People have been asking me lately: If interest rates are cut down to nothing, what can the Federal Reserve do next?
(In the interest of full disclosure: These inquisitive people are inside my head. But that doesn't make them any less real.)
The answer (to the interest rate question, not people-in-my head problem) couldn't be more obvious: you pay people to borrow money.
Don't scoff. This makes perfect economic sense and, in fact, may be just the stimulus the economy needs.
Think about it. If I'm a prudent person (and I know this is unlikely), I'm not going to want to run up more debt on my credit card. But what if I were being paid to buy things?
Instead of running up my debt, I'd be running it down.
Everyone would be spending, credit would flow in the streets, and, the longer we avoided paying off our bills, the less we'd owe.
How are banks going to finance this?
Have you heard the term "bailout?"
Ah, but if everyone is being paid to spend money, who will do the work to produce things to spend money on? After all, if you get paid to receive money, jobs are kind of pointless.
Have you heard of illegal aliens?
Legalize them but don't let them have any credit.
All problems are solved.
PROPER MOTIVATION. If you're having trouble collecting debts or judgments, here's a tip: find the one person who will never stop hunting your prey.
In other words, find their ex.
Really. This is the kind of stuff you learn by reading appellate opinions. Check out Aaron v. Mahl from the U. S. Court of Appeals for the 7th Circuit in which we learn that a California law firm got a judgment of more than a million dollars against its former managing partner. The managing partner then proceeded to leave the state and change her name.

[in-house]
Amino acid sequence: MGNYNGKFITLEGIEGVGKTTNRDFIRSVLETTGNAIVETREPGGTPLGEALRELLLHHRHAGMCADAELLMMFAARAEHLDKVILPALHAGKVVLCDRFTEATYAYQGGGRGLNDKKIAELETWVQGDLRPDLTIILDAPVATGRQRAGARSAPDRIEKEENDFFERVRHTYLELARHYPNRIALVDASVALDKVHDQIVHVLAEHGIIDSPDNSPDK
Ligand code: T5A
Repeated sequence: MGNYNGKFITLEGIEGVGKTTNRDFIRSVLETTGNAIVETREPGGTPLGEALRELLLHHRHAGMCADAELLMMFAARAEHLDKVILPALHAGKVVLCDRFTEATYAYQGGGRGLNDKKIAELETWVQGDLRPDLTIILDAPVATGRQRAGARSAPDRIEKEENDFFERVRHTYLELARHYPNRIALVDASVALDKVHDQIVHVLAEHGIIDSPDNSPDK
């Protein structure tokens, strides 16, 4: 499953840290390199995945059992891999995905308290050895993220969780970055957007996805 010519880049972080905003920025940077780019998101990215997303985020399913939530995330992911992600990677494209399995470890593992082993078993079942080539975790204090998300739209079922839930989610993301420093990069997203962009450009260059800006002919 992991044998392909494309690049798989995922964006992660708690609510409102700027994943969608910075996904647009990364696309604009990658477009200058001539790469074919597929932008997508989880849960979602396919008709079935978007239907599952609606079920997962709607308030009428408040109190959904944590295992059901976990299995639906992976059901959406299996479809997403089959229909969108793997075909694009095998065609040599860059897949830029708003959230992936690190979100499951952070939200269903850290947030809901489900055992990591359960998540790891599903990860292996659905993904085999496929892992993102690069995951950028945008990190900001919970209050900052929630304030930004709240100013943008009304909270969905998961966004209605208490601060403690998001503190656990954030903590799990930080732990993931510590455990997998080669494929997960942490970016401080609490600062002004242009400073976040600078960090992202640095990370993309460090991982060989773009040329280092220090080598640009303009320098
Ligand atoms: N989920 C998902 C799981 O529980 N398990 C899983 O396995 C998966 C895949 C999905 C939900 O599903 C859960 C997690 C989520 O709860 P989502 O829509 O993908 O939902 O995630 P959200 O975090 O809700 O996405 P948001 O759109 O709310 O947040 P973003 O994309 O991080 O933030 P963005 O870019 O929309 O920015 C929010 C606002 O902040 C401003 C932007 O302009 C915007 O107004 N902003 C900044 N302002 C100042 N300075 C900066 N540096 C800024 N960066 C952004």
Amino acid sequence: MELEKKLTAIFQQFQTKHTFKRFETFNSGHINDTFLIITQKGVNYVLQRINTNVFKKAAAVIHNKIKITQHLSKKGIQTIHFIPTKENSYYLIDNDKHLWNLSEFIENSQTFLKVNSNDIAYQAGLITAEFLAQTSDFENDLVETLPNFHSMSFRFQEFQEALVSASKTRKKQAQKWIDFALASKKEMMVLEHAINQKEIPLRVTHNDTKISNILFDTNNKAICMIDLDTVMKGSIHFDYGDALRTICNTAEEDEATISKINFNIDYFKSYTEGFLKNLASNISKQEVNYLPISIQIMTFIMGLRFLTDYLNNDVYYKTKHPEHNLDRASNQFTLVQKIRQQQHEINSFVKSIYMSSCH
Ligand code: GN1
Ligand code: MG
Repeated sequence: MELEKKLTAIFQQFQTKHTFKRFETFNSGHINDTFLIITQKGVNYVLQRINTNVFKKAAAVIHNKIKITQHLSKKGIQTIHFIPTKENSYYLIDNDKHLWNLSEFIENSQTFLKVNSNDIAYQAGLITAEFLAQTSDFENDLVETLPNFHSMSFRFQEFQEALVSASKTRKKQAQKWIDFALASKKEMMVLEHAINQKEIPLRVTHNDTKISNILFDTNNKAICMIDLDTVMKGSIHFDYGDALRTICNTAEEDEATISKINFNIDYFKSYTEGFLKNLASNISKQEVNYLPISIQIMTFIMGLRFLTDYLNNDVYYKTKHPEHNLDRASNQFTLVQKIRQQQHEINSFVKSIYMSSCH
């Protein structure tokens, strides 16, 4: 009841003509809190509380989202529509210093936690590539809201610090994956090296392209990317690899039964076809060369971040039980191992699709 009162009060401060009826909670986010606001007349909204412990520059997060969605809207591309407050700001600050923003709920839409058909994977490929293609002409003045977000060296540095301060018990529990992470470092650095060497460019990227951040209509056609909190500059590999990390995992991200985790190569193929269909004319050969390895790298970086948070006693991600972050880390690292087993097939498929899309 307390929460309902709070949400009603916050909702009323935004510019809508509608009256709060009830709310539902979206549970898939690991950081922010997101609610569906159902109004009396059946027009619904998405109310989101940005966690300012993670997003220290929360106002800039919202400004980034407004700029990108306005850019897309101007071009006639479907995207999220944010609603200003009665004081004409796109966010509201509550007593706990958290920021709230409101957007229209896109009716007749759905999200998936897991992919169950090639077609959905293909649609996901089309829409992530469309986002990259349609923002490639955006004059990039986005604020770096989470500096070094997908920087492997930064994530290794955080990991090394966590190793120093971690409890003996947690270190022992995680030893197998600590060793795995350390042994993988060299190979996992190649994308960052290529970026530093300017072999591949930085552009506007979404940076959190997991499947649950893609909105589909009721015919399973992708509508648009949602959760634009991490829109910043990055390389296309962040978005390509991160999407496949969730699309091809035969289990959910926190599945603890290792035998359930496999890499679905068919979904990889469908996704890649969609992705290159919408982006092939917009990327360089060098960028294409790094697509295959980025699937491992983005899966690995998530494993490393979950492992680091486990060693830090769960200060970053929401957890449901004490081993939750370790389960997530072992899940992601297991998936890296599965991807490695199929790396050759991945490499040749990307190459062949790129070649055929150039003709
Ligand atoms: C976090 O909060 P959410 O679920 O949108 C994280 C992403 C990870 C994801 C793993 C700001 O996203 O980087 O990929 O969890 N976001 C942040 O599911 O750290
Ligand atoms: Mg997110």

So what did the law firm do?
It assigned the judgment to a guy who used to live with the ex-managing partner. The 7th Circuit panel said that "may seem odd," but it sure seems to me like a stroke of genius because the former lover has been pursuing that million dollars since 2001.
The man clearly has motivation.
Expect to see more former lovers and spouses in the collection business.
CONSIDER YOUR AUDIENCE. I won't repeat the history of the spat between a Massachusetts Superior Court judge named Ernest Murphy and the Boston Herald, but I do want to note that there is an important lesson to be learned here: be careful about putting anything in writing for someone who works for a newspaper.
Check out In the Matter of Ernest B. Murphy in which we learn (if we didn't live in Massachusetts and already know) that a judge, who'd won a libel suit against the newspaper decided to send a rather demanding and somewhat questionable letter to the Herald's publisher that, among other things, said that it would be "a mistake . . . to show this letter to anyone other than the gentleman whose authorized signature will be affixed to the check in question."
Not much later, the letter appeared in the Boston Herald.
Never whisper anything to a guy with a megaphone.
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